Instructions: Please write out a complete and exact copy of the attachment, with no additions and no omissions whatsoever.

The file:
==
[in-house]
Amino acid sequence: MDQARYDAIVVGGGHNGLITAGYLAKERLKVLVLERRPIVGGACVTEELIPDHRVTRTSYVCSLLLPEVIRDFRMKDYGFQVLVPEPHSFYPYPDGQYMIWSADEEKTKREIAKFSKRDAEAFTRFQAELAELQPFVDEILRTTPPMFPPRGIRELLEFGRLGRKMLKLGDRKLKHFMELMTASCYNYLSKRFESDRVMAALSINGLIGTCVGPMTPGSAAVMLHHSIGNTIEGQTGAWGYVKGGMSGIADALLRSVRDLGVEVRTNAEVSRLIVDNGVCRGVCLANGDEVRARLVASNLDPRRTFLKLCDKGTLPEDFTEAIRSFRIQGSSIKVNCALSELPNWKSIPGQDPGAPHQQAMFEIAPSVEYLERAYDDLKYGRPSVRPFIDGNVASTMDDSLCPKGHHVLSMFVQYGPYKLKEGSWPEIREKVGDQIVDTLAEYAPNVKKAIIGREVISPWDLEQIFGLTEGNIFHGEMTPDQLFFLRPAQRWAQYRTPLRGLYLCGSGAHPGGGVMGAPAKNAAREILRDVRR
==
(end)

[in-house]
Amino acid sequence: MDQARYDAIVVGGGHNGLITAGYLAKERLKVLVLERRPIVGGACVTEELIPDHRVTRTSYVCSLLLPEVIRDFRMKDYGFQVLVPEPHSFYPYPDGQYMIWSADEEKTKREIAKFSKRDAEAFTRFQAELAELQPFVDEILRTTPPMFPPRGIRELLEFGRLGRKMLKLGDRKLKHFMELMTASCYNYLSKRFESDRVMAALSINGLIGTCVGPMTPGSAAVMLHHSIGNTIEGQTGAWGYVKGGMSGIADALLRSVRDLGVEVRTNAEVSRLIVDNGVCRGVCLANGDEVRARLVASNLDPRRTFLKLCDKGTLPEDFTEAIRSFRIQGSSIKVNCALSELPNWKSIPGQDPGAPHQQAMFEIAPSVEYLERAYDDLKYGRPSVRPFIDGNVASTMDDSLCPKGHHVLSMFVQYGPYKLKEGSWPEIREKVGDQIVDTLAEYAPNVKKAIIGREVISPWDLEQIFGLTEGNIFHGEMTPDQLFFLRPAQRWAQYRTPLRGLYLCGSGAHPGGGVMGAPAKNAAREILRDVRR